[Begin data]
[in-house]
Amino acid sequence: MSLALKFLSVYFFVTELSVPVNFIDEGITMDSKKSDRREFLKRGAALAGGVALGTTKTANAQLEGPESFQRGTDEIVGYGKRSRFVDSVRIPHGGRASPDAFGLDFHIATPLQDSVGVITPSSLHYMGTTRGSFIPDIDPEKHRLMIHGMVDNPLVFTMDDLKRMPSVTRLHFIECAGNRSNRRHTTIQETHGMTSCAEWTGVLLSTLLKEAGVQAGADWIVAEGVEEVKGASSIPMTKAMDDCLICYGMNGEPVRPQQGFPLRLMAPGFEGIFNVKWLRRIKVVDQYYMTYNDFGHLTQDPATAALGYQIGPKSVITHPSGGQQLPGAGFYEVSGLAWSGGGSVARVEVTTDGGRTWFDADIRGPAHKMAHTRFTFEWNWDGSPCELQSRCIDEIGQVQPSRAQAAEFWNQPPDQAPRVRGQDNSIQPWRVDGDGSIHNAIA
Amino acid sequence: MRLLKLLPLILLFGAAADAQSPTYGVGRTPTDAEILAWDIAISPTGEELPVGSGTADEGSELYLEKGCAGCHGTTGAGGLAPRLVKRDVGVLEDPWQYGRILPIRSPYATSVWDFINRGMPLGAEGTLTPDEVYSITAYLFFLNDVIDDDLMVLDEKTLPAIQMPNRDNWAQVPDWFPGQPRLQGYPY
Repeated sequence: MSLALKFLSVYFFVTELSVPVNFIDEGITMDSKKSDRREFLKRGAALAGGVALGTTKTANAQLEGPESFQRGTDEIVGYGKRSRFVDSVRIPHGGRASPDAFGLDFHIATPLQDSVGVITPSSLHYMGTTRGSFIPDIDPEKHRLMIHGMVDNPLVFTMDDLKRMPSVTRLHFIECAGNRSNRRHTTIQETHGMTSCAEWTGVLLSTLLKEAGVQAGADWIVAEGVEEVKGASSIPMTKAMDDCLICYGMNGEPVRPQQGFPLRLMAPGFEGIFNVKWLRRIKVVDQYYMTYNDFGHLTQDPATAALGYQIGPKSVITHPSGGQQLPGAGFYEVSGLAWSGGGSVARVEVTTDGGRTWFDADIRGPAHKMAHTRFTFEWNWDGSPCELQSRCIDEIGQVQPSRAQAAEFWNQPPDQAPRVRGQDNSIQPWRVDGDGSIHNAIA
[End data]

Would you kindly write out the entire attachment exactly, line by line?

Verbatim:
[in-house]
Amino acid sequence: MSLALKFLSVYFFVTELSVPVNFIDEGITMDSKKSDRREFLKRGAALAGGVALGTTKTANAQLEGPESFQRGTDEIVGYGKRSRFVDSVRIPHGGRASPDAFGLDFHIATPLQDSVGVITPSSLHYMGTTRGSFIPDIDPEKHRLMIHGMVDNPLVFTMDDLKRMPSVTRLHFIECAGNRSNRRHTTIQETHGMTSCAEWTGVLLSTLLKEAGVQAGADWIVAEGVEEVKGASSIPMTKAMDDCLICYGMNGEPVRPQQGFPLRLMAPGFEGIFNVKWLRRIKVVDQYYMTYNDFGHLTQDPATAALGYQIGPKSVITHPSGGQQLPGAGFYEVSGLAWSGGGSVARVEVTTDGGRTWFDADIRGPAHKMAHTRFTFEWNWDGSPCELQSRCIDEIGQVQPSRAQAAEFWNQPPDQAPRVRGQDNSIQPWRVDGDGSIHNAIA
Amino acid sequence: MRLLKLLPLILLFGAAADAQSPTYGVGRTPTDAEILAWDIAISPTGEELPVGSGTADEGSELYLEKGCAGCHGTTGAGGLAPRLVKRDVGVLEDPWQYGRILPIRSPYATSVWDFINRGMPLGAEGTLTPDEVYSITAYLFFLNDVIDDDLMVLDEKTLPAIQMPNRDNWAQVPDWFPGQPRLQGYPY
Repeated sequence: MSLALKFLSVYFFVTELSVPVNFIDEGITMDSKKSDRREFLKRGAALAGGVALGTTKTANAQLEGPESFQRGTDEIVGYGKRSRFVDSVRIPHGGRASPDAFGLDFHIATPLQDSVGVITPSSLHYMGTTRGSFIPDIDPEKHRLMIHGMVDNPLVFTMDDLKRMPSVTRLHFIECAGNRSNRRHTTIQETHGMTSCAEWTGVLLSTLLKEAGVQAGADWIVAEGVEEVKGASSIPMTKAMDDCLICYGMNGEPVRPQQGFPLRLMAPGFEGIFNVKWLRRIKVVDQYYMTYNDFGHLTQDPATAALGYQIGPKSVITHPSGGQQLPGAGFYEVSGLAWSGGGSVARVEVTTDGGRTWFDADIRGPAHKMAHTRFTFEWNWDGSPCELQSRCIDEIGQVQPSRAQAAEFWNQPPDQAPRVRGQDNSIQPWRVDGDGSIHNAIA